Tim Leeds Havre Daily News email@example.com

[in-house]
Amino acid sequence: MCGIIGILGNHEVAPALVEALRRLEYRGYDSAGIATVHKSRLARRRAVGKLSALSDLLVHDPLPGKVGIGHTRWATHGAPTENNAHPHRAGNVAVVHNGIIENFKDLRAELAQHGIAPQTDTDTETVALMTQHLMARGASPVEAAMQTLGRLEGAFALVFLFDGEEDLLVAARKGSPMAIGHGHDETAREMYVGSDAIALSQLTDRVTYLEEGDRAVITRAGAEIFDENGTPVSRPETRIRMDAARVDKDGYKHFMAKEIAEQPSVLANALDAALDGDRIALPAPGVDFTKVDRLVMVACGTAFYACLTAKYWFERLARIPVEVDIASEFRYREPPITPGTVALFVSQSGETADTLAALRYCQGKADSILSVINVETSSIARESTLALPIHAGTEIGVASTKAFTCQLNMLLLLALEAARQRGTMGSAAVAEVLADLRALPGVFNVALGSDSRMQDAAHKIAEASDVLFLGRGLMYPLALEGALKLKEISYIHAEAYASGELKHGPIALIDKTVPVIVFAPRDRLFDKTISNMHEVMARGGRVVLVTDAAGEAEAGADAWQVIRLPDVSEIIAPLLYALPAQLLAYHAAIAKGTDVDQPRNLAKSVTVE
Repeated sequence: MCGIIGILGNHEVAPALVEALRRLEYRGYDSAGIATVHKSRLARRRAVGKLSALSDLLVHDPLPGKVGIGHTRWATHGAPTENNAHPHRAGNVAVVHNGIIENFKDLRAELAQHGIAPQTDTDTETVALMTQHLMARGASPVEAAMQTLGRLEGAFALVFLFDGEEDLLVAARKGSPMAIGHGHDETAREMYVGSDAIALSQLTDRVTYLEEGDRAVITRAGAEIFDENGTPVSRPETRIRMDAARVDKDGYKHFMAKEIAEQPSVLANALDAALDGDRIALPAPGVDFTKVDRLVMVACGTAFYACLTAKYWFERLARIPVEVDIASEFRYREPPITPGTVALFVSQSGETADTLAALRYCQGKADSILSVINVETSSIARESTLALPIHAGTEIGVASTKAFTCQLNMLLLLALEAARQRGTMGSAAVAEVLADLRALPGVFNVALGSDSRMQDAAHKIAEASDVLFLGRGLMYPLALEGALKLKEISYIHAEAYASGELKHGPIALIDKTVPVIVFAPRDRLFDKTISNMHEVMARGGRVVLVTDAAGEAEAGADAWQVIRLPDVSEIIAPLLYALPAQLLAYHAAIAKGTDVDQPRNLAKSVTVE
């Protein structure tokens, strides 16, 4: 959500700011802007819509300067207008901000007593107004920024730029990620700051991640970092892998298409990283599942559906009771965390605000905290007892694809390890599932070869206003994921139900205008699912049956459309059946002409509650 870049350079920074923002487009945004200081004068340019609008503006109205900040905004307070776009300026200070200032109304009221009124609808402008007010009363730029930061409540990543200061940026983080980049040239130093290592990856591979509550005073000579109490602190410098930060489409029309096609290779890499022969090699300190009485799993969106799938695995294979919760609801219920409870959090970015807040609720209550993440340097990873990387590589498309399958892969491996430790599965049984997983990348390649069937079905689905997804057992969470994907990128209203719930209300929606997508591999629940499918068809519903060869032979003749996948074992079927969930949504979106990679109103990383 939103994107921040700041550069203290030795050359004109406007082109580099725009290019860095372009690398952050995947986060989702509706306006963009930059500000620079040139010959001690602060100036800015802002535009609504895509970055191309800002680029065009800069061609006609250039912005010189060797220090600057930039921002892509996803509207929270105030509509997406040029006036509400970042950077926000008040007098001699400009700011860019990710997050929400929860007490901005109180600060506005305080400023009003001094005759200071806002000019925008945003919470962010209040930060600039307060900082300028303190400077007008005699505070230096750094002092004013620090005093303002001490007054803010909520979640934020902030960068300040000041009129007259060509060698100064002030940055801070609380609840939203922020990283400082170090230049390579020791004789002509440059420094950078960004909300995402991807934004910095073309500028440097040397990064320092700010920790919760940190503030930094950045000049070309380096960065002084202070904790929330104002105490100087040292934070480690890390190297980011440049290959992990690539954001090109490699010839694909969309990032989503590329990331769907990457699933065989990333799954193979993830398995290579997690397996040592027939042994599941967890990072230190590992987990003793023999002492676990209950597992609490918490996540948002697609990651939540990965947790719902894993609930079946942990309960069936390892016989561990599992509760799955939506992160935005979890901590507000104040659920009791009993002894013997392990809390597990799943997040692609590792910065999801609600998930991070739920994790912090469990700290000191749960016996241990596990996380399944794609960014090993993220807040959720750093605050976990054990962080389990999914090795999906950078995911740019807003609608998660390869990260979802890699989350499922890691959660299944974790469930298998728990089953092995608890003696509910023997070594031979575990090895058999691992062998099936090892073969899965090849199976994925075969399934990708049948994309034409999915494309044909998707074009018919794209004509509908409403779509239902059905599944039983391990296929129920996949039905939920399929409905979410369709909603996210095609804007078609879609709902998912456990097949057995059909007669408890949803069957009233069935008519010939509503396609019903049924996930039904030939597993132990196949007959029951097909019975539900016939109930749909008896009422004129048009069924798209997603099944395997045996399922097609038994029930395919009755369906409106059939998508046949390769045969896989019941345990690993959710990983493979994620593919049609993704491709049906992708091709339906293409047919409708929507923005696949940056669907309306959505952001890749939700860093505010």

Havre residents joined some 350 other Montanans in a video conference Monday to talk about health care reform. Montana Change that Works, a grassroots organization working to push health care reform, put together the meeting in some 12 communities in Montana, with eight others joining Havre in the video hookup. State Sen. John Breuggeman, R-Polson, introduced and oversaw the teleconference from Helena. Other communities on the video conference were Billings, Bozeman, Great Falls, Kalispell, Libby, Miles City and Missoula. The group first heard from four speakers who talked about problems they have had gettingHealth care ranging from small business owner Mike Craighill of Billings talking about not being able to afford the rising cost of health care to Deb Mattern of Billings talking about becoming ineligible for most insurance because she is a cancer survivor. After the speakers made the i r p re s enta t i ons and answered questions submitted by people from the different towns participating, David Kendall, a member of President Bill Clinton’s Task Force on National Health Care Reform in 1993, discussed the different opt ions working through Washington for health care reform. Kendall focused on three main positions: A proposal being written by Sen. Max Baucus, D-Mont., and endorsed by President Barack Obama, which would provide a mixture of employer-provided, personal and public insurance. A proposal written by Sen. Tom Coburn, R-Okla., and Rep. Paul Ryan, R-Wis., which would have all individuals purchase their own insurance. A proposal by Rep. John Conyers, D-Mich., which would universalize Medicare and eliminate private insurance. After the discussions by video conference, the Havre participants held their own discussion, recorded by a volunteer to be sent to the lawmakers along with the other Montana comments. Havre City Council member Pam Hillery said she simply wants to see everyone covered. She said she has good coverage, and really doesn’t use it much, but would be willing to have less if it meant everyone was covered. “I just want to see us all have good coverage,” she said. One common comment was the importance of prevention and healthy living, rather than waiting to receive treatment. “I think that’s a key to a sustainable system,” said Sue Swan, a registered nurse. “Prevention is much cheaper.” Nurse Practitioner Arlys Williams said one problem she sees in the discussion of health care reform is who is considered a health care provider. That can be much more than just doctors, she said. “Massage therapy helps some people more than medication,” she said. Another common complaint was the prices of drugs several members of the audience talked about people traveling to Mexico or Canada and buying the same drugs, made by the same manufacturers, for a tiny fraction of the cost in the United States. Donald Bitterman said something Congress must keep in mind is that the system will never be profitable there always will be people who are unable to pay who need medical care. “But we have to do the best we can,” he said. Nurse Practitioner Karen Sloan said the important part is for local people to let their wishes be known. “We’re not going to get any change if people don’t get involved in the system,” she said.